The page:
This piece is the first of the ongoing series “Neurowrites” – where disabled writers comment on politics, society, and media.
When I was young and was unaware of my autism diagnosis,I did not have a reference point for autistic people because there was no representation of Autism in the media. I only knew about autism through a Baby-sitters Club book. The book, entitled Kristy and the Secret of Susan, was about one of the titular “baby-sitters” taking on a non-verbal autistic charge and I honestly don’t remember much about it, except that the main character Kristy decides to leave her autistic charge Susan alone after unsuccessfully trying to force her to integrate with other kids. I didn’t much care much for the book at the time despite being a big Baby-sitters Club fan, and I’m sure if I read it now I’d be appalled at how the characters were written and treated. Either way, I didn’t have a reference point as to what autism was because I didn’t really have that much exposure to it in media. I had characters that I liked and related to, but none that felt especially representative of me as an autistic girl.
Autism may be one of the most misunderstood disorders in the world. As a developmental disorder affecting social and life skills development, it has been long been subject to misinformation as to why it occurs, how it affects people, and especially why diagnoses are on the rise. Even though diagnostic criteria for autism has changed twotimes in the last twenty years, panic has set in since the Center for Disease Control and Prevention (CDC) reported that 1 in 68 people are diagnosed with autism as of 2014 (opposed to 1 in 150 in 2000). Everything from vaccines to genetics has been scrutinized to try to explain why autism occurs and has prompted a push to find a way to “prevent” or “cure” the disorder. And this quest to “fix” or “cure” autism has pushed autistic people to face a world at best not accessible to them and at worst outright hostile.
Science reporter Steve Silberman argues that there might not be anything to panic over. Expanding on his 2001 Wired article “The Geek Syndrome”, his new book NeuroTribes: The Legacy of Autism and the Future of Neurodiversity explores the history of autism—from simultaneous “discoveries” in Austria and Maryland, to “refrigerator mothers,” to the modern autism advocacy movement. And through all of this, Silberman shows how autism has been plagued by narrow interpretations and how the modern era is changing them. The New York Times Bestselling book is being touted as changing how we see autism from a “disease” to a different way of life. PopFront interviewed Silberman to discuss his book in detail.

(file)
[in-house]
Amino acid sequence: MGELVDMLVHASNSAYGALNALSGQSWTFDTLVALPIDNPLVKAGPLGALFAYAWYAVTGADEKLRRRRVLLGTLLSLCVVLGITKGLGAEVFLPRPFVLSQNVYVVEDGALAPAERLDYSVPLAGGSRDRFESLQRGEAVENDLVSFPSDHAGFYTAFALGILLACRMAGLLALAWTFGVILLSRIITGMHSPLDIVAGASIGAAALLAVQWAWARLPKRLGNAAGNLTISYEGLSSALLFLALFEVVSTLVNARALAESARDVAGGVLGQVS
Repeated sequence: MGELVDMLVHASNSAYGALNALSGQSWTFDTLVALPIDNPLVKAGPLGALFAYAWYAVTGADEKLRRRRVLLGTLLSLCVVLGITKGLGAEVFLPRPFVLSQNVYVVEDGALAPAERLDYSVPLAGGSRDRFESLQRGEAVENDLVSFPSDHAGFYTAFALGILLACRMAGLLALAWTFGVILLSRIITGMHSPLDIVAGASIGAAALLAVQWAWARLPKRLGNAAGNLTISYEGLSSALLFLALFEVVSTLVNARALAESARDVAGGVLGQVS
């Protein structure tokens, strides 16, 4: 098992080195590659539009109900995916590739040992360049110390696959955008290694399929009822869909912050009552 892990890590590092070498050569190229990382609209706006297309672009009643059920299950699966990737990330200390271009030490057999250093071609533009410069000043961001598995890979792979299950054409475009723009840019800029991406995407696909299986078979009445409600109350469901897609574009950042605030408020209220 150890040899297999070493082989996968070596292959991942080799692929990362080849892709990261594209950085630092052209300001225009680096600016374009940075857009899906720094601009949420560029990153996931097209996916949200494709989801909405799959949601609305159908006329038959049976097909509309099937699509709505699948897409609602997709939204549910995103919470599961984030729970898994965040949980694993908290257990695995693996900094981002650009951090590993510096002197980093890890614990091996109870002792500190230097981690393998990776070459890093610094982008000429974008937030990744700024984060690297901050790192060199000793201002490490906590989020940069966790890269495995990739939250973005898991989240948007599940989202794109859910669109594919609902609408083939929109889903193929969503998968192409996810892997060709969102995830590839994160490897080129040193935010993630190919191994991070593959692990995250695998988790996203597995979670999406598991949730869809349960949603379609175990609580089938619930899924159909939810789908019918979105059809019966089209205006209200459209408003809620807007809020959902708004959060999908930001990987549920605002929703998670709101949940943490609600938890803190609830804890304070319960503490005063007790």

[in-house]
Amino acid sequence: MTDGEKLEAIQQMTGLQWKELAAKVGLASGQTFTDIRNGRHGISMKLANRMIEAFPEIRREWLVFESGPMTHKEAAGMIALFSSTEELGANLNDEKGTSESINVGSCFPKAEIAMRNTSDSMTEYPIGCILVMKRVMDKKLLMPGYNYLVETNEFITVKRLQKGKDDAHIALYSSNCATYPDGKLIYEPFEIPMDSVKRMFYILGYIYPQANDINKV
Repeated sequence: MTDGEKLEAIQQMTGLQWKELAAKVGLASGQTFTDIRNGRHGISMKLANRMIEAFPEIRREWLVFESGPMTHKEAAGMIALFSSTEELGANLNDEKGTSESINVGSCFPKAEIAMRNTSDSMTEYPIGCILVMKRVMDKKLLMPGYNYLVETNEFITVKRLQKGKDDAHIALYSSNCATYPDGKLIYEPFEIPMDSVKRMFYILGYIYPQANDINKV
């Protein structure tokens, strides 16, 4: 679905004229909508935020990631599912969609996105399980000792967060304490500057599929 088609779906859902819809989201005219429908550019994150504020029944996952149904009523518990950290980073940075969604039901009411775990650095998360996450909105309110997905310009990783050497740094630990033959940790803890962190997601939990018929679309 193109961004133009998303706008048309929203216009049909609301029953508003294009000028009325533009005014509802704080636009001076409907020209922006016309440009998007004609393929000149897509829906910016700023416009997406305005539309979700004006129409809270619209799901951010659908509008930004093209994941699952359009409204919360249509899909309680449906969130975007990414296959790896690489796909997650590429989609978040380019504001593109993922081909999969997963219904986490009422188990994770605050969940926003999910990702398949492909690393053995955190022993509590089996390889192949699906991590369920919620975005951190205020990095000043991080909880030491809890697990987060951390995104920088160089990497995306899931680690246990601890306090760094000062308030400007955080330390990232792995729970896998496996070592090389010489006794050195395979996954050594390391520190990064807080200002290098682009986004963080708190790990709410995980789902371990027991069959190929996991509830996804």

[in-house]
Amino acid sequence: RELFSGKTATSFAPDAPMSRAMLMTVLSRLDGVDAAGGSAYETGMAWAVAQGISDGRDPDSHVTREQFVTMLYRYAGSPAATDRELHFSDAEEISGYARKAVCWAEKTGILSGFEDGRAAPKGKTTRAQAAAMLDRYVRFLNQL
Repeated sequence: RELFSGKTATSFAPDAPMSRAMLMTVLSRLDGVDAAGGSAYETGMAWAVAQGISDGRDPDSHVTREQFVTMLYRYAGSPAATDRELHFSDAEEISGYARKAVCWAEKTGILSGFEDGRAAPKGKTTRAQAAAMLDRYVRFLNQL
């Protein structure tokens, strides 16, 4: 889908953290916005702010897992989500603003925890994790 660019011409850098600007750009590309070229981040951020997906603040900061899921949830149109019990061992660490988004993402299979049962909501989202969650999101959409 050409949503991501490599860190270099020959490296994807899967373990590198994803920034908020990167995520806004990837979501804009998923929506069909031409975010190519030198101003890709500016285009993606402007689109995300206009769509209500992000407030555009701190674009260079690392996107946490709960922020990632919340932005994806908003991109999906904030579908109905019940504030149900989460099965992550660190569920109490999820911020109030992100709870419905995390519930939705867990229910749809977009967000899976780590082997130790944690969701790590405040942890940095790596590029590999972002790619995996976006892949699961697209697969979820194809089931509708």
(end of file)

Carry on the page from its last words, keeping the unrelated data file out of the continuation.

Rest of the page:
PopFront: Can you explain what neurotribes are?
Silberman: I invented that word based on an idea by Irwin Lazar, the founder of the Children’s Hospital in Vienna where Hans Asperger worked. Lazar tended to think of humanity as “clans” or “tribes,” based on inborn skills and aptitudes that each person had. So instead of seeing the children in his clinic as patients, Lazar saw them as future engineers or future farmers or future bakers. What he saw the job of the people working in the clinic as determining each “tribe” each child was in, and helping them express their maximum potential by developing methods of teaching them that would suit their particular learning style. Hans Asperger developed this idea and ended up discovering the autism spectrum because he was prepared to look for natural groups of people within the population of children at the clinic. Continue reading →